Investing in model trains: Good idea or bad?

From time to time, I see the topic of investing in model trains, whether Lionel, Marklin, scale brass models, or any other niche come up. There was a time when people make a lot of money doing that. Sad to say, for the most part that window of opportunity is closed.

It’s certainly possible to make money at your hobby. But investing in collectibles tends to be fleeting, so it’s something you should approach with extreme caution.

Why Lionel trains were once a profitable investment

investing in model trains
These priceless museum pieces are still valuable, but not as valuable as they would have been in the 1990s. That’s why I don’t recommend investing in model trains.

Lionel trains were a hot collectible for a few decades because of age demographics. Their prices rose and fell based on the number of middle-aged men who remembered them from their childhood and wanted to relive those memories. That’s true for any other collectible, too.

The people interested in model railroading today lament that kids today are more interested in video games than trains, and that’s why the hobby is in decline. There’s truth to that, but that trend started way back in the 1960s. The country had a love affair with trains for about a hundred years, as trains provided infrastructure for economic growth and made traveling long distances much easier.

As much as we once loved trains, we love automobiles more. Maybe it’s not a majority opinion that trains are for people who can’t afford to drive, but enough people believe it that passenger trains are politically unpopular in the United States.

Sure, by 1977, kids liked video games more than they liked trains. But they liked slot cars and R/C cars more than they liked trains too.

What’s significant about middle-aged men?

Middle-aged men drove the boom period of Lionel trains as a good investment because it’s typically from about the ages 40-60 that people are best able to pursue hobbies. By age 40, their careers tend to be pretty well established, and they have disposable income. By that age, they probably have a house, so they have enough room to pursue a hobby that takes up space.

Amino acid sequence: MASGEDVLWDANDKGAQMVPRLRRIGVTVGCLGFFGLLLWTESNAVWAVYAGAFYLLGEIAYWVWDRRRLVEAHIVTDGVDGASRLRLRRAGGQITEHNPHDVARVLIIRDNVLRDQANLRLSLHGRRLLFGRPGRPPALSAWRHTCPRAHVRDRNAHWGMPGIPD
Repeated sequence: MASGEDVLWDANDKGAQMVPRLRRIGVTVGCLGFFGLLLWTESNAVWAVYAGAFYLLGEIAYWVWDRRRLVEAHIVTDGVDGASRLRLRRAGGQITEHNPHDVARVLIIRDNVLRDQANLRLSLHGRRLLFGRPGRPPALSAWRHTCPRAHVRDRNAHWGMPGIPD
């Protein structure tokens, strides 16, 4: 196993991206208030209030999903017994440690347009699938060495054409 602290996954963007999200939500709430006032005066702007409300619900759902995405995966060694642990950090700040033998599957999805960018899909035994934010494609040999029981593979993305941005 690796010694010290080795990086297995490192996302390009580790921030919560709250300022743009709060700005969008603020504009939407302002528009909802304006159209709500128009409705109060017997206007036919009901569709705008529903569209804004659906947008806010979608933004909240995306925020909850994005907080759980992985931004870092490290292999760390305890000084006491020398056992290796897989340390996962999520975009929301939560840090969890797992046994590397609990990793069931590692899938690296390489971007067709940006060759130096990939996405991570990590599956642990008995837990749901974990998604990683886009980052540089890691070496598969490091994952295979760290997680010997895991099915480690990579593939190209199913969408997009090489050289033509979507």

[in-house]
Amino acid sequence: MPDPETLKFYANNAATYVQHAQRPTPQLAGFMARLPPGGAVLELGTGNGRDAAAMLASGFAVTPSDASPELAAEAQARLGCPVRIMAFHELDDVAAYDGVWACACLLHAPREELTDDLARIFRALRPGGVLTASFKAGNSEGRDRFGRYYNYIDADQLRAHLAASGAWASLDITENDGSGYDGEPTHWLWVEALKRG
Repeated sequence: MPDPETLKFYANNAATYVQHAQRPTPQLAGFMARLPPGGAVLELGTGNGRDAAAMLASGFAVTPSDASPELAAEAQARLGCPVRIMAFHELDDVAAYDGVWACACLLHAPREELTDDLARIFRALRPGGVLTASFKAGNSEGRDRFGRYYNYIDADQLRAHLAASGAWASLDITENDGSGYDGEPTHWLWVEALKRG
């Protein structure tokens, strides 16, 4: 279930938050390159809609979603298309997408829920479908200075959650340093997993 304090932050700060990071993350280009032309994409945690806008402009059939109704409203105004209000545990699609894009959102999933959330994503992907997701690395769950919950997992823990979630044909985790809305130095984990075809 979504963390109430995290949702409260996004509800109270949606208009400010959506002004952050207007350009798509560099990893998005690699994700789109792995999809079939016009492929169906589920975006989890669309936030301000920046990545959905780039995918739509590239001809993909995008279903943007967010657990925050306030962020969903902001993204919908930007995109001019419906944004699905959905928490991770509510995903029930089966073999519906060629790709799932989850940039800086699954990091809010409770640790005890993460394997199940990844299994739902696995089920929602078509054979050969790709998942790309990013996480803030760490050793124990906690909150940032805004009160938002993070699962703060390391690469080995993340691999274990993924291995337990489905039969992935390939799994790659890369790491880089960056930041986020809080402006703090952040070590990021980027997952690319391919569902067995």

That’s why the value of trains went up in the 1980s, and the idea of Lionel trains as an investment took root. The people who spent the 1970s scooping up trains from garage sales and thrift stores made a killing, especially if they sold off some of their 70s finds in the 80s and 90s. But if you were buying Lionel trains in the late 80s and into the 90s expecting the value to keep going up and up, you might be struggling to make money at it now.

I’m Gen X. I know other people in my generation who like trains, but we don’t typically like them as much as our parents did. Most men my age would rather do something else with that money. Not all. But it’s easier to find someone my age who’s interested in R/C, vintage video games, or vintage computers than model trains of any sort.

So now we’re seeing trains that were priceless 20 years ago losing half or even 90 percent of their value, in some extreme cases. And vintage gaming or computing gear that was next to worthless 20 years ago is valuable now.

Do any model trains still have investment potential?

In theory, the best of the best may still have some investment potential. The best candidates are items in mint condition, with some rarity, ideally still boxed. Still sealed is even better. As much as some hobbyists make fun of the people they call “box collectors,” the stuff in a nice box is rarer. And the combination of rarities maximizes value.

Even then, there’s no guarantee. I buy trains because I enjoy them. And they’re better for my health than drinking, and unlike alcohol, I can get some of my money back out of them if I ever need to.

But to fund my retirement, I stick with stocks, even if 12 percent isn’t quite what they’re going to earn me.

Ways to make money off model trains

You can still make money off your hobby even if investing in model trains directly isn’t the best idea. You can still buy and resell them and make a modest profit. In that case, just need to think of it as a shorter-term thing than a long-term thing. Use a different window of opportunity and you can still make money.

You can write about them. There are still plenty of magazines that cater to the hobby, and the subject absolutely has blogging potential.

I know other people who fund their hobby by doing repairs on the side, or even building layouts for other people.

It provides a way to fund their hobby, even if it doesn’t provide enough to fully fund retirement.

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